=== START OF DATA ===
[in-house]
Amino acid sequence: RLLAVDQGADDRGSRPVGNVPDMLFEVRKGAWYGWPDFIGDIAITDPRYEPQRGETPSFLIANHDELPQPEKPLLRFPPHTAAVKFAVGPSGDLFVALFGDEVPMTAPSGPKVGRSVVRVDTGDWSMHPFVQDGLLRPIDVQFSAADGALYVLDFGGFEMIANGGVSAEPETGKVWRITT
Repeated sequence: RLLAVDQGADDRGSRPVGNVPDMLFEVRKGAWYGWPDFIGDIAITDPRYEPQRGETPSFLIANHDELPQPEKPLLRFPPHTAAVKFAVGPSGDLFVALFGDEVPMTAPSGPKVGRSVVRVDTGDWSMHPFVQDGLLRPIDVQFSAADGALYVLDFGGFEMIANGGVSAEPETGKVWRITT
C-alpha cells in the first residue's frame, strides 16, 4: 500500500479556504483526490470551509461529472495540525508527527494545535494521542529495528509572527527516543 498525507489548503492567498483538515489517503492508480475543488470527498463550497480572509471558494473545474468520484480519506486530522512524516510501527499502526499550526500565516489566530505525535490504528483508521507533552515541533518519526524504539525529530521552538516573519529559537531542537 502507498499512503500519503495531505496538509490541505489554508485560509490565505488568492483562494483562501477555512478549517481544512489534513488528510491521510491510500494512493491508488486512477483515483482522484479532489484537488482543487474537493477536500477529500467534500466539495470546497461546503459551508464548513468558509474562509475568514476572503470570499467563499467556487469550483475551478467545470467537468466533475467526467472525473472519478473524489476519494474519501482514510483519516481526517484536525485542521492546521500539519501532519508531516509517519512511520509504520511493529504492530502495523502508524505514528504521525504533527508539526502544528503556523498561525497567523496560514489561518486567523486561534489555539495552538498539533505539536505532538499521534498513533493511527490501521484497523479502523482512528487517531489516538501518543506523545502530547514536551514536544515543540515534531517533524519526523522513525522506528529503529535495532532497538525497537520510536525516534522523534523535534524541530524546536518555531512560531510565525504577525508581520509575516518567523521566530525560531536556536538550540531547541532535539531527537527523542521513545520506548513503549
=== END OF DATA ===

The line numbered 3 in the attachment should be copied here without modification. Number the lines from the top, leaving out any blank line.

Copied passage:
Repeated sequence: RLLAVDQGADDRGSRPVGNVPDMLFEVRKGAWYGWPDFIGDIAITDPRYEPQRGETPSFLIANHDELPQPEKPLLRFPPHTAAVKFAVGPSGDLFVALFGDEVPMTAPSGPKVGRSVVRVDTGDWSMHPFVQDGLLRPIDVQFSAADGALYVLDFGGFEMIANGGVSAEPETGKVWRITT